Early Christian Music

Christianity is an ocean into which have flowed the tributary streams of Hebraism and Hellenism, and it is not astonishing that in its music the traces of both are to be found. From the Greek it took over, not with entire comprehension, the system and nomenclature of the modes; from the Jews it took the Psalter, with all its large and fertile implications Probably in the first generations religious music was generally spread among the faithful, and expressed itself in the " psalms and hymns and spiritual songs " enjoined by St. Paul (Eph. v. 19; Col. iii. 16). As the service became more ritualised the musical part was divided between priests and people, as it is in the early Liturgiese.g. that of St. Mark used in Egypt, and that of St. James used at Jerusalemand in the antiphonal singing which was introduced, according to tradition, by no less an authority than St. Ignatius. Then, by a natural continuation of the process, the share allotted to the people gradually diminished, until in the fourth century the Council of Laodicea actually ordained that no one should sing in Church " except the appointed singers who mount the ambo and read from the book." The exact nature of this injunction is a matter of controversy; in any case it is an early symptom of a change which we shall find operating in the Church music of the Middle Ages.;

The forms of the liturgical chant, on which our Church music was largely founded, probably came, in the first instance, from Jewish sources. Greek music was in decadence, its most accomplished exponent the Emperor Nero, and the belief that the chant came from no origin, but was " invented as a Christian folk-song," is merely the aberration of writers who wish to emphasise the warfare between Christianity and Judaism. St. Augustine, writing in the fourth century, gives two interesting accounts of its varieties. At Alexandria, he says, " it was more like speaking than singing "a sort of dry recitative without any melodic life or character: at Milan, he describes, in one of the most famous passages of the Confessions, the delight with which he was ravished by the choir of St. Ambrose. It must be remembered that in religious music alone were the Christians allowed to find a vent for artistic desire. The incredible debasement of the Roman spectacula caused a reaction of asceticism which prohibited, not only the theatre, but all its accessories. " A Christian maiden," said St. Jerome, " ought not to know what a lyre or a flute is or what it is used for "; and even St. Ambrose, the father of all musical Churchmen, pours open scorn upon those who would play on harp or psaltery instead of singing praises to God. In such an atmosphere it was natural that music should be a plant of slow growth, and that it should retard its flowering and the coming of its fruit.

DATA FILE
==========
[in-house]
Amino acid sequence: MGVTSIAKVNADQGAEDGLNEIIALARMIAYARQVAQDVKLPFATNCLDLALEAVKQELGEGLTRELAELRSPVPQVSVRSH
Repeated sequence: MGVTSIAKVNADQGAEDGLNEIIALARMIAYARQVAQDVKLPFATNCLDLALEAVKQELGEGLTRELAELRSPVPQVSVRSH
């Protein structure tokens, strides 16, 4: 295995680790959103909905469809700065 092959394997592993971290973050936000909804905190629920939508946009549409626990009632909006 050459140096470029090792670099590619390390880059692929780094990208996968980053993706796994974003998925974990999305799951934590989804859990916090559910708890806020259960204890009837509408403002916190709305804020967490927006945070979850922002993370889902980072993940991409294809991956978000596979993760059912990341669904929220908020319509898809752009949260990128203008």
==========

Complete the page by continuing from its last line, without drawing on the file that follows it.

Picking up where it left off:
Meanwhile the congregation, ousted little by little from active participation in the service, found its consolation in the non-liturgical hymns, of which a vast number were written and composed during the fourth and fifth centuries. Among the Syrian hymn-writers were Ephraeus and Synesius, among the Greek St. Cosman and St. John Damascene, among the Western St. Hilary, St. Ambrose,, St. Augustine, Fortunatus, and Prudentius, to all of whom our modern hymnologists are in greater or lesser degree indebted. Of the tunes we have none certainly earlier than the tenth century; none, that is, which can be used for contemporary evidence.